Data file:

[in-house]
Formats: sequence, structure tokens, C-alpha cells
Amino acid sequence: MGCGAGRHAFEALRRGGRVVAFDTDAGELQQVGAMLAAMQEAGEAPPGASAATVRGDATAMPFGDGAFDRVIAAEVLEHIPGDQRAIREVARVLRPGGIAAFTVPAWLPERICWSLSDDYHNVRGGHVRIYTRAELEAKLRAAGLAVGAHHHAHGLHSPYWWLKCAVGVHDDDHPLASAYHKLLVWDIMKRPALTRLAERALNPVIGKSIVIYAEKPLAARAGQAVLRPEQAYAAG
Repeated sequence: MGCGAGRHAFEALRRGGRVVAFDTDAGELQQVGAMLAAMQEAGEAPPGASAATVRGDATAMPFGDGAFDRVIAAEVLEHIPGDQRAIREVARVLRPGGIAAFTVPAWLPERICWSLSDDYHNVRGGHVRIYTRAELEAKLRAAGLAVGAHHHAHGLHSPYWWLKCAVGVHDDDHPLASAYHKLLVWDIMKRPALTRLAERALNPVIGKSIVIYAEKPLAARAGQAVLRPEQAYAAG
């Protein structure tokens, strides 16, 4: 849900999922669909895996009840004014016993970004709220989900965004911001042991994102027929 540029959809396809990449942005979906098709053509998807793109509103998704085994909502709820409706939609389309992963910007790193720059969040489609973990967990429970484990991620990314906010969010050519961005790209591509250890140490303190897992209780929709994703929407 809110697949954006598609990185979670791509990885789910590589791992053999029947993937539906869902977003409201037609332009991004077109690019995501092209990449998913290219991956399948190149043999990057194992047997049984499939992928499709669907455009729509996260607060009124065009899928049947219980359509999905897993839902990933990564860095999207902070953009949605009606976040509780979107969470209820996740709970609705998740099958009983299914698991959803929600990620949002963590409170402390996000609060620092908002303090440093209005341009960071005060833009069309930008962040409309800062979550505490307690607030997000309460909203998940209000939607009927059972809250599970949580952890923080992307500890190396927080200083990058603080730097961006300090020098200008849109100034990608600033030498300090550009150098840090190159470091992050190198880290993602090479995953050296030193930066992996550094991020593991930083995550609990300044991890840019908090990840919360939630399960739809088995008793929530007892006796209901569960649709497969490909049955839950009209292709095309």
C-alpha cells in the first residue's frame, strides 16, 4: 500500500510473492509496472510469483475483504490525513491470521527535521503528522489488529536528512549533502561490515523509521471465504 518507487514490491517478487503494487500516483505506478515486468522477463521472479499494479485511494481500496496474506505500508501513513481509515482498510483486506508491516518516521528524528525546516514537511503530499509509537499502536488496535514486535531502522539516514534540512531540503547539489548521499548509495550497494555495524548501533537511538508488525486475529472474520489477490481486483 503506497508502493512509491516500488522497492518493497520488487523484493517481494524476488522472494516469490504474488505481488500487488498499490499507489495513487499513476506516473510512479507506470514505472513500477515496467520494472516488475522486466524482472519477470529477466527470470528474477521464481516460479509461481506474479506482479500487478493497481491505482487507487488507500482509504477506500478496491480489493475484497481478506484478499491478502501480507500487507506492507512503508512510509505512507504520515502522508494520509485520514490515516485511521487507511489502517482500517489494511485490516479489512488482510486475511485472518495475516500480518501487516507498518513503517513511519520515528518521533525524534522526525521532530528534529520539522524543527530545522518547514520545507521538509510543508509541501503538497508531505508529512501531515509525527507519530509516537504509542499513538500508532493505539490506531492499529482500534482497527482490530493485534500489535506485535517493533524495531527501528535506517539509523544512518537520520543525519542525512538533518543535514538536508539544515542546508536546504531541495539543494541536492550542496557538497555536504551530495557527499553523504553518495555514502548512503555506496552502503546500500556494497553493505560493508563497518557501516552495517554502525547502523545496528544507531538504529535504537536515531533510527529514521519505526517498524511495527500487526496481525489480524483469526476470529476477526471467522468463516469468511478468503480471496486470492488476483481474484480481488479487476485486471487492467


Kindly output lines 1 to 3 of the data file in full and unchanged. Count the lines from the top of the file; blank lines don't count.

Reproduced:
[in-house]
Formats: sequence, structure tokens, C-alpha cells
Amino acid sequence: MGCGAGRHAFEALRRGGRVVAFDTDAGELQQVGAMLAAMQEAGEAPPGASAATVRGDATAMPFGDGAFDRVIAAEVLEHIPGDQRAIREVARVLRPGGIAAFTVPAWLPERICWSLSDDYHNVRGGHVRIYTRAELEAKLRAAGLAVGAHHHAHGLHSPYWWLKCAVGVHDDDHPLASAYHKLLVWDIMKRPALTRLAERALNPVIGKSIVIYAEKPLAARAGQAVLRPEQAYAAG